Read any list of the effects of osteoporosis – broken hips- only thirty percent of people fully recover and twenty percent die. Spinal fractures lead to a slow disintegration of the spine, compressing the torso and making it hard to breathe and eat, and making moving difficult as well as confining people to views of their feet, if you can see past your stomach which gets shoved out, and nothing much else.
I have found a wrist fracture has wiped out three months of my life, with some capacity returning as strength and grip return, though I still have very little flexibility. I also has a screw that sticks up on my wrist , with just a thin cover of skin over it. My first visit to a physiotherapist this week has led to an instruction to learn to love my wrist as it is – I was turning away to avoid looking at the angry purplish lumpy area as she worked it rather painfully- but I need to train all the new nerve endings to behave because at the moment they are reacting as if a tiger was in the room at the slightest touch. I failed to ask the surgeon if the screws were slot or Philips headed- and if I weren’t so reactive I’d be tempted to get a tattoo of a screw head.
So, wouldn’t people diagnosed with osteoporosis be glad there were drugs available to help prevent fractures, and take them assiduously for the rest of their lives if needed? Figures vary in different studies, but about half the people prescribed drugs for osteoporosis stop taking it- and they were giving up in the first year or two. So why would anyone skip a small weekly tablet (which is my prescription) when they might be reducing the impact of a disabling condition?
To start with, read the list of possible side effects. The ones that leap off the page are osteonecrosis of the jaw (rare, admittedly) and a weird seemingly spontaneous fracture of the femur. Add in a variety of digestive issues, ulceration of the oesophagus, diffuse joint pain and several other unpleasant things and the desire to take the medication definitely goes down. I thought this sentence from patient.co.uk was a pretty good indicator of the tone of the general information “A rare side-effect is osteonecrosis of the jaw. This occurs when the jaw bone does not receive enough blood, the bone starts to weaken and die. You must stop taking bisphosphonates if this happens.” It doesn’t explain how to tell this has begun to happen. Oh, and by the way, you can’t have dental implants while on the drug, so hope your teeth don’t fall out. Just as well I gave in and bought an electric flosser after weeks of trying to figure out how to floss my teeth one handed.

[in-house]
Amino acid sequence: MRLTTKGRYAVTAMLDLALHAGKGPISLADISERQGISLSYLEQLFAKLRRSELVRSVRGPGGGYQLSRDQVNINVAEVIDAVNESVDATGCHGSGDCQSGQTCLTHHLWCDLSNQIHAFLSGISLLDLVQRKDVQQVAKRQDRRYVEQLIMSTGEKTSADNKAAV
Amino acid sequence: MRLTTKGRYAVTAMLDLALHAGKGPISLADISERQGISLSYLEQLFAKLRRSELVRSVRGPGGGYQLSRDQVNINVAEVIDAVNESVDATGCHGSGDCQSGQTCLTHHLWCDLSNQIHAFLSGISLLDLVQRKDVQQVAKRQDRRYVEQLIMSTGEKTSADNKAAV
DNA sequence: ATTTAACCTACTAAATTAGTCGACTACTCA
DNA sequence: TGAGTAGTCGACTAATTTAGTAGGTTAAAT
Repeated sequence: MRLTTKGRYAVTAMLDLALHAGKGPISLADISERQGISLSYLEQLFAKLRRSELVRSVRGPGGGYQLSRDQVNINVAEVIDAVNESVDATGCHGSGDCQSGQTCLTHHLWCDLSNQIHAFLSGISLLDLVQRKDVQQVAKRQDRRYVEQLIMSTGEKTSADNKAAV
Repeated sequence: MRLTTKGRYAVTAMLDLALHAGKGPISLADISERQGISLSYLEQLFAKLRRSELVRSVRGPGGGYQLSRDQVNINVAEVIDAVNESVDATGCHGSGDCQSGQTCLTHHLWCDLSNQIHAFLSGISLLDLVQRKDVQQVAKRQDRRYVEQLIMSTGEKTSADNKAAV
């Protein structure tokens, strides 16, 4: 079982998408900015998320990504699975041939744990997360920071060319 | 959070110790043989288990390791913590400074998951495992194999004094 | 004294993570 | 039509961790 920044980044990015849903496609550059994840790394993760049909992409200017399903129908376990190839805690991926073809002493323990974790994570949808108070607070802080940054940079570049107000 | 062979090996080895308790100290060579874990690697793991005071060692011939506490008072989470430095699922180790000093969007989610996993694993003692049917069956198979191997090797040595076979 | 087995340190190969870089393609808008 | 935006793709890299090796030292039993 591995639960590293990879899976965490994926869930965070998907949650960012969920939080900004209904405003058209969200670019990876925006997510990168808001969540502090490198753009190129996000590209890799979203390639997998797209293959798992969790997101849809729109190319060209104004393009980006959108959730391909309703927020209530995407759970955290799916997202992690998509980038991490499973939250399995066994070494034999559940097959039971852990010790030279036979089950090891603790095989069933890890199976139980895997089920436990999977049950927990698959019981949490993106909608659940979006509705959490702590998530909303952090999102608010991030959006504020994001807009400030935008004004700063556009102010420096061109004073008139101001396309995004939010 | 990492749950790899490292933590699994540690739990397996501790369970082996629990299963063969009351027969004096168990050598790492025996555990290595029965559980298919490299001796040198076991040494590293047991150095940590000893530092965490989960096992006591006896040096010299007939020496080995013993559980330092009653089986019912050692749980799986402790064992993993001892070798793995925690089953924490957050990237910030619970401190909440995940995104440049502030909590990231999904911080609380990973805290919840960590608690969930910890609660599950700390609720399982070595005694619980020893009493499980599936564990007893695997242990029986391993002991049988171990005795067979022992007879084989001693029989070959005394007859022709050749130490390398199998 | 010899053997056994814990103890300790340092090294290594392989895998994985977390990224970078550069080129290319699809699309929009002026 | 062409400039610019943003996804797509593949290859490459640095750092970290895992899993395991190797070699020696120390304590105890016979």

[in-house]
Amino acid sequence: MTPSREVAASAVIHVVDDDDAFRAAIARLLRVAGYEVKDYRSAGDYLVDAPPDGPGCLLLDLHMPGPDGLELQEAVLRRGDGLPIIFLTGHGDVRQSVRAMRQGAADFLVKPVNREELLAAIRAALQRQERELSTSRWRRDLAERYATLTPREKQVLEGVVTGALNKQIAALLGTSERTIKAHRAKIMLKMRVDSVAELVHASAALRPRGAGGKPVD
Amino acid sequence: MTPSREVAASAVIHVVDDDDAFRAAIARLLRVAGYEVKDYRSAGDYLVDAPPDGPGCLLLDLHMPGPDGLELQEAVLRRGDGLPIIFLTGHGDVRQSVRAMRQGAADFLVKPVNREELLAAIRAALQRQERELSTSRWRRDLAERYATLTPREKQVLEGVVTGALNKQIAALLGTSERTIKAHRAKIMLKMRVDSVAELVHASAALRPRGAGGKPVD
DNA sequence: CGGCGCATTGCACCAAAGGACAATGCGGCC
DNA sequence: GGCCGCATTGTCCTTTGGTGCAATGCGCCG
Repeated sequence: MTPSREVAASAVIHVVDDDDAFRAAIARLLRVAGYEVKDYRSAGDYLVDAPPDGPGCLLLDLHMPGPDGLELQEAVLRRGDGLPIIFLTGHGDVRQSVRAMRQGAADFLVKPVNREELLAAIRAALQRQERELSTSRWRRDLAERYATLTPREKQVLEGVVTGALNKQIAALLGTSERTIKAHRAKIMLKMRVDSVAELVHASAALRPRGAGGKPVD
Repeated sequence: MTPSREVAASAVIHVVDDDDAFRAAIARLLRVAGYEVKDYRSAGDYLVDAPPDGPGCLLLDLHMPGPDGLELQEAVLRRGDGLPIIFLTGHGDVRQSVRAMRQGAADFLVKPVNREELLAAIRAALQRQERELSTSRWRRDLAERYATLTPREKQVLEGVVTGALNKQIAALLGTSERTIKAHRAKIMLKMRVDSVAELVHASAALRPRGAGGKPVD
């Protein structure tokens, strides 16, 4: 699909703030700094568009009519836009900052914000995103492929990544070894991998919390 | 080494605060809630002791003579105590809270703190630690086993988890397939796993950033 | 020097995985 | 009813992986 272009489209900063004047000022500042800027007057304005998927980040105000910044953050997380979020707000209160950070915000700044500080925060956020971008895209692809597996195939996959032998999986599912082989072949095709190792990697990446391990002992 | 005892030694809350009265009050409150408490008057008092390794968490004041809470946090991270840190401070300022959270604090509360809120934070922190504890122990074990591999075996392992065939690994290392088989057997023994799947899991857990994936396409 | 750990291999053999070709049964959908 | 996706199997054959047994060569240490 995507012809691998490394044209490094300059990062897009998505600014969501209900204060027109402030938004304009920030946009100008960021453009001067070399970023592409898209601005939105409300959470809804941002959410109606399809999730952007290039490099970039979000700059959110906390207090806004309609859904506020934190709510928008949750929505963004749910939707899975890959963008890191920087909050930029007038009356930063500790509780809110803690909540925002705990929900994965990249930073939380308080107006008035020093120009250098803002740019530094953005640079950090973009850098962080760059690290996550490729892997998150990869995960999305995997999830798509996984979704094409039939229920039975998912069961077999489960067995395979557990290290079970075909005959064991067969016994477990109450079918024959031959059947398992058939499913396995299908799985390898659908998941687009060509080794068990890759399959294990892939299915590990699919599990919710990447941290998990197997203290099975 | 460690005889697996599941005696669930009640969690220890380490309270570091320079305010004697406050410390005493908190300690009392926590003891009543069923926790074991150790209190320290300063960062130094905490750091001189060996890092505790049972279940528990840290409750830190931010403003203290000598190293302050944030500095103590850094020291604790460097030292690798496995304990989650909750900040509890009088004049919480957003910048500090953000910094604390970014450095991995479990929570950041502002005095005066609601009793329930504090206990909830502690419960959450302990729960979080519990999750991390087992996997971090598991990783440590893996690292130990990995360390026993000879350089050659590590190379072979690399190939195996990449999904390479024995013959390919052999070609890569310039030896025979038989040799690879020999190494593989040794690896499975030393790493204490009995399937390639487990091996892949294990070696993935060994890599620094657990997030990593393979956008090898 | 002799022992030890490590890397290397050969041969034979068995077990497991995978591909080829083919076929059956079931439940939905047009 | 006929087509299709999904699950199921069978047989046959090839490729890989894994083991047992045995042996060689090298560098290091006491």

Next look at how to take the pills. Eat them first thing in the morning with a full glass of water (what size glass? Why can’t they tell you stuff like that- people are used to buying drinks in different size glasses) and then stay vertical for at least half an hour after this. The length of time to be vertical and foodless varied, with half an hour being the minimum. Don’t take it while still in bed. This is all to help you avoid that pesky oesophageal ulceration. Fine, can do that.
Then you just get four pills, one for each week. Tiny things really. Got to remember to get a repeat prescription every month. Got to remember to take them the same day each week. Are people better at once a day, once a week, once a month or once a year medication? One study I read said the yearly injection could be helpful for compliance but the problem was then that it was the doctors that would have to remember and would that work?
So I take the pills. Hope I don’t get the side effects. Can’t find any charts which show the interval after beginning the drug when the different side effects would be likely to occur if they did. I chose a day for the first pill when I had nothing else scheduled, just to add safety to the process. If I am fine for the first pill will I continue to be ok? If I make it past the first month will I be ok? The first year? No idea.
So now I’m taking these pills. Hoping I don’t get side effects. Hoping it is helping me reduce the bone loss. How can I tell if it is working? Lots of chronic conditions have drugs to help- pills for blood pressure, for arthritic inflammation etc. With all of those you get a programme of testing to make sure that the levels of medication are having the desire effect and are the right dosage. With the osteoporosis pills you are told it might help and that pretty much seems to be it. If there is a programme of monitoring bone density I don’t know about it. There also seems to be a urine test for bone breakdown products that I encountered in one paper, but it was suggesting that was complicated to administer and I didn’t find out anything else about it. It is normal human behaviour to be more dutiful when observed- just read up on any of the studies on hand washing after using the toilet. There are trial projects that show that having a specialist nurse explain your results and follow up a few weeks later (a few weeks!) increased compliance at this early stage.
And the people running the health services fret because compliance with the medication is poor!
Enough for today….wrist has worn out. Curiosity continues.
I have recorded the sources for the studies I have used in writing this blog, but haven’t done official references or any critical analysis of the research papers Please don’t regard this as a scientific report, it is just one curious person trying to figure out a way to manage to get maximum gain and minimum pain.